Agreement to dispatch Abrams and Leopard tanks comes with challenges getting them to battlefield ahead of war’s next phase
The U.S. and Germany outlined plans Wednesday to send dozens of modern battle tanks to Ukraine, marking a significant new infusion in Western assistance for Kyiv while raising challenges about how to get enough of the potent weaponry to the battlefield in time as Ukraine and Russia prepare new offensives.
The White House said that it would send 31 M1 Abrams tanks to Ukraine, enough for a Ukrainian tank battalion, while Germany said it would provide 14 Leopard 2 main battle tanks and allow other European nations to provide dozens more of the German-made tanks.
President Biden said the tanks would “enhance the Ukrainians’ capacity to defend its territory and achieve its strategic objectives.”
Though the tanks will increase the Ukrainians’ combat power, not all of the armor will arrive in the country ahead of the next phase of the war, setting off a rush to train and equip the Ukrainian military as the fighting intensifies in the months ahead.
“It is like putting together a race car as it is going around the track,” said James Townsend, a former Pentagon official who worked on European security issues. “We have to get the Ukrainians back on the offensive and block the Russians or else they will be on the offensive first. If they won’t get the tanks they need in a timely manner, they won’t have the punch they need.”
German Defense Minister Boris Pistorius said the first goal is to quickly put together two tank battalions’ worth of Leopard 2 tanks from a range of European countries with the initial battalion arriving in Ukraine within three months.
With more European nations showing an interest in sending Leopards, the number that is eventually delivered could be well over 100, some military specialists estimated.
By agreeing to send the Abrams, the U.S. met Germany’s requirement for releasing its hold on the Leopards, as Berlin didn’t want to act before Washington made a similar commitment.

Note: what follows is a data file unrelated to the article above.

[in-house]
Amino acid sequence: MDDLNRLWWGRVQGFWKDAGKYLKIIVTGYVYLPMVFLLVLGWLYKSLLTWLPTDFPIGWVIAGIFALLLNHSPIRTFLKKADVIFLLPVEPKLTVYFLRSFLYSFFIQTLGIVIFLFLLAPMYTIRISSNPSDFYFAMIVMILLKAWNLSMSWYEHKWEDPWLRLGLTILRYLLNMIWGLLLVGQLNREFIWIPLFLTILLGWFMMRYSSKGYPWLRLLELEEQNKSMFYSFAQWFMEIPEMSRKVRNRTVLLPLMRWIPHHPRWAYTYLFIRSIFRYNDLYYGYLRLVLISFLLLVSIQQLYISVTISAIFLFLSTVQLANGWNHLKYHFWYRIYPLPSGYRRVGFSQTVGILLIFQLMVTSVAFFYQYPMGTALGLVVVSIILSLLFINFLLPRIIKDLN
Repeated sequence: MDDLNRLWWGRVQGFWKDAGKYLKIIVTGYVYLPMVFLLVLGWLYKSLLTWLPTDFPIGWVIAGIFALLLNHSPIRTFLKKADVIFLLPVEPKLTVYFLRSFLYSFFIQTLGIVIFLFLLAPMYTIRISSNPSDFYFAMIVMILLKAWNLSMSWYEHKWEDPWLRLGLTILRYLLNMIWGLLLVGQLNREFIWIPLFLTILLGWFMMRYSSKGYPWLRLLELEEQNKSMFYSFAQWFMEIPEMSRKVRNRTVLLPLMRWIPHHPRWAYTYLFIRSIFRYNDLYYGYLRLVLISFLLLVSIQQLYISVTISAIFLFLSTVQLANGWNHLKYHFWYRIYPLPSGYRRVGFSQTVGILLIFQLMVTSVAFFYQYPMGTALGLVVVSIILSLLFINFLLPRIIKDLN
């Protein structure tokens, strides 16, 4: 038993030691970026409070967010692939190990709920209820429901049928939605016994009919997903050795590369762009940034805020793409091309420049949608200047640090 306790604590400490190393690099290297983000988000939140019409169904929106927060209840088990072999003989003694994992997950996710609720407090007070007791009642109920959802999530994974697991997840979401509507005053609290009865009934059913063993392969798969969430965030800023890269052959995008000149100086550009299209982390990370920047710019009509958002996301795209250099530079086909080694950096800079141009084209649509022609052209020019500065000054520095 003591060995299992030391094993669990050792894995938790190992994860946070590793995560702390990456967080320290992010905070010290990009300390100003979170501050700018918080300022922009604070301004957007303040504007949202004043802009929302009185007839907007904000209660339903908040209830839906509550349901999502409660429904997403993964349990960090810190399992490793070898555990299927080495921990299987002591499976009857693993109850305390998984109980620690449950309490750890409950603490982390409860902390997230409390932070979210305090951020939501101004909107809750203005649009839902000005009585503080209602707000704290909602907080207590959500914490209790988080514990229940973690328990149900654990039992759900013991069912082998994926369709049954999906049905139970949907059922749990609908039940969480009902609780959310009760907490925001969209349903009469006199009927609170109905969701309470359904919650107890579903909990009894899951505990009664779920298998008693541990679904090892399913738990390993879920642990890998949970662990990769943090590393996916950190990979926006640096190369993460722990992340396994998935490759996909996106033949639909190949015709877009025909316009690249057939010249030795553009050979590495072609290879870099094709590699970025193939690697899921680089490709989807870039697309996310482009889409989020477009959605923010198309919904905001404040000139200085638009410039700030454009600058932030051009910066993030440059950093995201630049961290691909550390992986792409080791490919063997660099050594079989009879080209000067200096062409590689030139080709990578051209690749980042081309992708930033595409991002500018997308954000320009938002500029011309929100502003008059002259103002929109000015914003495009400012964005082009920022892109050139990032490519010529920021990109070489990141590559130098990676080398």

The U.S. tanks, however, won’t provide Ukraine with a near-term capability, according to White House officials. They said the Abrams will take much longer to be delivered than the Leopards because the U.S. tanks are being procured through the defense industry instead of being pulled from existing American defense stocks.
John Kirby, a spokesman for the National Security Council, said Wednesday there weren’t enough to send from stocks.
“The Pentagon assesses that they don’t have any excess Abrams in their inventory and all of them are gainfully employed, if you will,” Mr. Kirby said. But even if the Pentagon had excess inventory, he said, the Ukrainians need time to train on the tanks, and the U.S. and Ukrainians must create a supply line to maintain them and fuel them.
“It’s not like this procurement process is really costing us any time if we drew them out of our own stocks,” he said. “When they get there we want to make sure they fall on ready hands and the Ukrainians know how to use them.”
But Army officials said Wednesday it hadn’t been decided whether the U.S. would provide remanufactured Abrams or upgraded ones from inventory. “We’re looking at multiple options.” Army acquisition chief Douglas Bush said.
U.S. officials said that 31 Abrams would be enough for a Ukrainian tank battalion and would be sent along with eight M88 armored recovery vehicles to tow and fix damaged tanks.